2020 Sony Open Betting Odds, Picks and Sleepers: Should You Follow the Trend at Waialae?
Mike Ehrmann/Getty Images. Pictured: Kevin Kisner
Patrick Reed nearly stole one for us at the Tournament of Champions.
Unfortunately, Reed’s magic on the greens ran out in the playoff and, per usual, the better ball-striker found a way to come out on top.
Reed’s top-5 finish kept us ahead last weekend but now our attention shifts to the Sony Open.
This tournament sports one of the strongest trends on the PGA Tour. Seven of the last eight winners at the Sony have played the week before at the Tournament of Champions. The only outlier was Russell Henley, who won this event in his PGA Tour debut in 2013. Going back even further to 2008, nine of the past 12 champs were in the TOC field.
The logic behind this trend isn’t too hard to figure out. We’re coming off an extended layoff for most of the players, some of whom haven’t played a competitive round in almost two months. That gives the guys who played at the Tournament of Champions a chance to get back into form. We don’t know how the rest of the players have spent their time off. There’s a good chance they haven’t touched a club for a month or they’re testing out new equipment in competition for the first time.
It also helps that the players who play in the Tournament of Champions are usually among the best players in the field. And since every one of them is coming off a victory at some point in the previous year, they’ve got that confidence built up that they can close out a tournament if they do get in contention.
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Waialae Country Club is one of the shorter courses on tour measuring a little over 7,000 yards for a par 70.
The tee ball doesn’t play too much of a factor here. We’ve had shorter, inaccurate drivers like Patton Kizzire and Fabian Gomez come out on top in recent years. It’s really a second-shot golf course where a player who can get hot on Bermuda greens will come out on top.
It’s a vastly different course than Kapalua, which is more of a bomber’s paradise. Because of that, you shouldn’t just look at players who finished strong last week. Guys like Matt Kuchar, who took the Sony Open down last year, isn’t really the best fit for Kapalua, but shaking off that competitive rust is important for this week.
TOC Champ Justin Thomas comes in as a solid favorite at +500. He shot a 59 en route to a win on this course in 2017 and is a real threat to ruin our card.
Patrick Reed and Webb Simpson are next in line at +1200. Reed relied way too much on his short game at Kapalua, so I won’t jump back in on him at this number. Meanwhile, Simpson hasn’t played since the Presidents Cup, so I’ll pass on him, too.
Collin Morikawa and Hideki Matsuyama are the only guys in the teens this week at +1600. Morikawa had a solid showing last week, while Matsuyama, like Simpson, has been off since the Presidents Cup.
Kuchar is the last guy in this range at +2200 and is about half the odds we won with him at last year. I’ll steer clear this time around.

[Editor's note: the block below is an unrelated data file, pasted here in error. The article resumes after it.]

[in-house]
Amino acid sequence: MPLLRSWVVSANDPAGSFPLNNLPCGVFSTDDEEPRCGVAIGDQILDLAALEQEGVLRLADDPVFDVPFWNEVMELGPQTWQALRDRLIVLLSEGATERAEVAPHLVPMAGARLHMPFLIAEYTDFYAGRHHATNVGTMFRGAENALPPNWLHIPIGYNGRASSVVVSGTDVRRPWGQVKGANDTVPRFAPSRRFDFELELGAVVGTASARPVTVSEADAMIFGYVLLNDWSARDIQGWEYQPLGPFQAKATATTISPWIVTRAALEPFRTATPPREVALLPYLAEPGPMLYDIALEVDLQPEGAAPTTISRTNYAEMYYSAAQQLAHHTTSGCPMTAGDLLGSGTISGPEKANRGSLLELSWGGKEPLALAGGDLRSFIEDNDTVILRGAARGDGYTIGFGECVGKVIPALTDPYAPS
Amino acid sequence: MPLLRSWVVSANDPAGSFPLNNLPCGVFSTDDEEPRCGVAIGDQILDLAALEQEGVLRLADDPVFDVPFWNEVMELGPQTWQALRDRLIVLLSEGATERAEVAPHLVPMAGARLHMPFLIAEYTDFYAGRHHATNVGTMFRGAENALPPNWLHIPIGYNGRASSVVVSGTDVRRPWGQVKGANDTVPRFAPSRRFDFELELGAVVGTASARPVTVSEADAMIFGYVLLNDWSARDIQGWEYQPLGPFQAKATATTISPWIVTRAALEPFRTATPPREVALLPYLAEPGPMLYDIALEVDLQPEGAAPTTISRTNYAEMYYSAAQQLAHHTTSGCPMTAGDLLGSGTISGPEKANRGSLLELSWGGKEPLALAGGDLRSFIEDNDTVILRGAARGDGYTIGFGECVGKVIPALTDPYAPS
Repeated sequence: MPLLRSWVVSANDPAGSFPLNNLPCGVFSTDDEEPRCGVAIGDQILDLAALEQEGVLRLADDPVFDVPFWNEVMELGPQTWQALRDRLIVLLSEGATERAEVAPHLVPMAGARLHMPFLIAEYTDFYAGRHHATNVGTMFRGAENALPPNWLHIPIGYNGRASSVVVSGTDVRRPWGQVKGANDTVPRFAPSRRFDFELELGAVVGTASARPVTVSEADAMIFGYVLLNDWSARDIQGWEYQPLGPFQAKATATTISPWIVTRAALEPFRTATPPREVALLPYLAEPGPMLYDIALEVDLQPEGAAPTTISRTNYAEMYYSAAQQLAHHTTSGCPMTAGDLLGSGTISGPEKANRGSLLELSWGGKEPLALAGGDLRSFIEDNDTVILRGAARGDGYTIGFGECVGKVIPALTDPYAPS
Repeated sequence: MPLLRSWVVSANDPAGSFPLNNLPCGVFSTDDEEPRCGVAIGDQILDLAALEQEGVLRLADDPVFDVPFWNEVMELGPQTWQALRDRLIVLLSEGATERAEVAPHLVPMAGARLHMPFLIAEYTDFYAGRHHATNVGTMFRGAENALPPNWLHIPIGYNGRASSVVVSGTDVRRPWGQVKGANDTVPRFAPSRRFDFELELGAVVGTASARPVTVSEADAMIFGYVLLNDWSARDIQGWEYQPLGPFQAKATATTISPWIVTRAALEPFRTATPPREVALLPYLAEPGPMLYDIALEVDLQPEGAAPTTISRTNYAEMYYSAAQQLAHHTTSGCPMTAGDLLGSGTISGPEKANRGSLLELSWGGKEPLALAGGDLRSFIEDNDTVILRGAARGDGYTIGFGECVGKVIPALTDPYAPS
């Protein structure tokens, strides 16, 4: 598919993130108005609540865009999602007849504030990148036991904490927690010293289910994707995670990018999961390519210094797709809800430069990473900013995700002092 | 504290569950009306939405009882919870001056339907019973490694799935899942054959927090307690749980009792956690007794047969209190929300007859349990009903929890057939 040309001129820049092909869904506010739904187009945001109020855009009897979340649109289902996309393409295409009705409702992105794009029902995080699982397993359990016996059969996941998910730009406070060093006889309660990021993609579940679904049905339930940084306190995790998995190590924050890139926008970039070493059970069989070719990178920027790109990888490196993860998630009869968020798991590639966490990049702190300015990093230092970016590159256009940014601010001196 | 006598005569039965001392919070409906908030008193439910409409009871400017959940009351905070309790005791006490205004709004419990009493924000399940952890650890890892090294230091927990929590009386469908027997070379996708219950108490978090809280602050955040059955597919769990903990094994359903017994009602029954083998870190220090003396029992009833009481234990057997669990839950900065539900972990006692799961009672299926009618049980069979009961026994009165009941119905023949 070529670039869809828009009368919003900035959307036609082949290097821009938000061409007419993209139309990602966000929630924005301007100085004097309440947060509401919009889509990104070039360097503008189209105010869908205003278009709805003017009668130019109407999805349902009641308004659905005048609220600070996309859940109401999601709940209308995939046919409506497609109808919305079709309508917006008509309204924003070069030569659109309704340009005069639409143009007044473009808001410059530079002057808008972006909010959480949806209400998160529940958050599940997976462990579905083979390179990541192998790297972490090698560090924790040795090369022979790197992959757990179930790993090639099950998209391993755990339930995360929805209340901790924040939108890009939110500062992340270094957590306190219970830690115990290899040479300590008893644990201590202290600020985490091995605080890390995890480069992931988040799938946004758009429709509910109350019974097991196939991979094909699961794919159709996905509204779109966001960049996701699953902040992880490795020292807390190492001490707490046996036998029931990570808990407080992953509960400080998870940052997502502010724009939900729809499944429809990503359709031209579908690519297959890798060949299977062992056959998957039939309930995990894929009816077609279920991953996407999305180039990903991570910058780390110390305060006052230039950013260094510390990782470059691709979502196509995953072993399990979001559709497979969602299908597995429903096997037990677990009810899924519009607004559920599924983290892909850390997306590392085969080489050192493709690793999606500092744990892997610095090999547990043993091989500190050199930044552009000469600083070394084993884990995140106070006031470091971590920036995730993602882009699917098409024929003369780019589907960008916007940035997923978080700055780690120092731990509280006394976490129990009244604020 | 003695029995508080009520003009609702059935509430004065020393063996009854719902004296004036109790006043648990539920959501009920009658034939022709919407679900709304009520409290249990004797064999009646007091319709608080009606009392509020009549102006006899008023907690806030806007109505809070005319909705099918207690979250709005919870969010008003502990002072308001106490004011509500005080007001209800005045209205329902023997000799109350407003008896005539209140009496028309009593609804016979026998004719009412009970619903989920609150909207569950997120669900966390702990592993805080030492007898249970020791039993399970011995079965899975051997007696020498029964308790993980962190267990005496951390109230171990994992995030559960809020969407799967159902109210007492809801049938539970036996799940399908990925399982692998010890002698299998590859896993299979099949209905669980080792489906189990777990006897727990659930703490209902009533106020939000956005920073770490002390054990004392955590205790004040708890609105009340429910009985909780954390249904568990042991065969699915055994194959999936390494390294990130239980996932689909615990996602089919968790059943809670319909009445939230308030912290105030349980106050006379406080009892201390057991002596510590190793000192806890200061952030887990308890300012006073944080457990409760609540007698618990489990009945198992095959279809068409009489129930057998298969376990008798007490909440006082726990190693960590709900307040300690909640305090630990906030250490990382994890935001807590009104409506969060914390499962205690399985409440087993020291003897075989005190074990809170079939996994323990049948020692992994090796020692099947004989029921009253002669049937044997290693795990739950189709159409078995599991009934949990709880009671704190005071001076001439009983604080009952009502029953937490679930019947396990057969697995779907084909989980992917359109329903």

This where we’ll be starting the card with Joaquin Niemann at +3500. Niemann played great last week, finishing in fifth, and he’s gained strokes with the irons in every event that the PGA tracks going back to May.
Next, I’ll go with Kevin Kisner at +5000. Short courses with Bermuda greens are where Kisner shines. He’ll likely be a popular pick at this number, but he’s got a couple top-5 finishes here, so we know he can contend on this course.
We’ll also back Sebastian Munoz at +7000. Munoz played at the Tournament of Champions last week and finished 10th here in 2019. It will come down to the iron play for Munoz. When he’s dialed in with the irons, he contends because he’s a very solid Bermuda putter.
Our last guy in this range is Ryan Palmer at +9000. Palmer won on this course in 2010 and is one of the few winners in that time frame that didn’t play in the Tournament of Champions the week before heading to Kapalua. Palmer’s form has been hit-and-miss at this event, but he’s got three top-20 finishes.
I’ll take two players in the triple digits starting with Lanto Griffin at 100-1. He had six consecutive top-20 finishes in the fall, including his win in Houston. He ranked fifth last week in approach, so the irons are where we’d like them be to have a chance to contend here.
Finally, we’ll finish up with Tyler Duncan at 125-1. Duncan won the RSM Classic this fall and that is a short course with Bermuda greens, like Waialae. Duncan hasn’t been in contention much, but his game has improved since a fifth-place finish at the Byron Nelson in May.
Sony Open Live-Betting Strategy
Even though I only backed players who played last week at Kapalua, I’m not ignoring the rest of the field. I’ll give the TOC guys 18 holes and target a player or two in-play. I’m looking for players who are dialed in with the irons but are being let down by a cold putter.
Sony Open Card
- Joaquin Niemann +3500 (.94 units)
- Kevin Kisner +5000 (.66 units)
- Sebastian Munoz +7000 (.47 units)
- Ryan Palmer +9000 (.37 units)
- Lanto Griffin +10000 (.33 units)
- Tyler Duncan +12500 (.27 units)
Total Stake: 3.04 units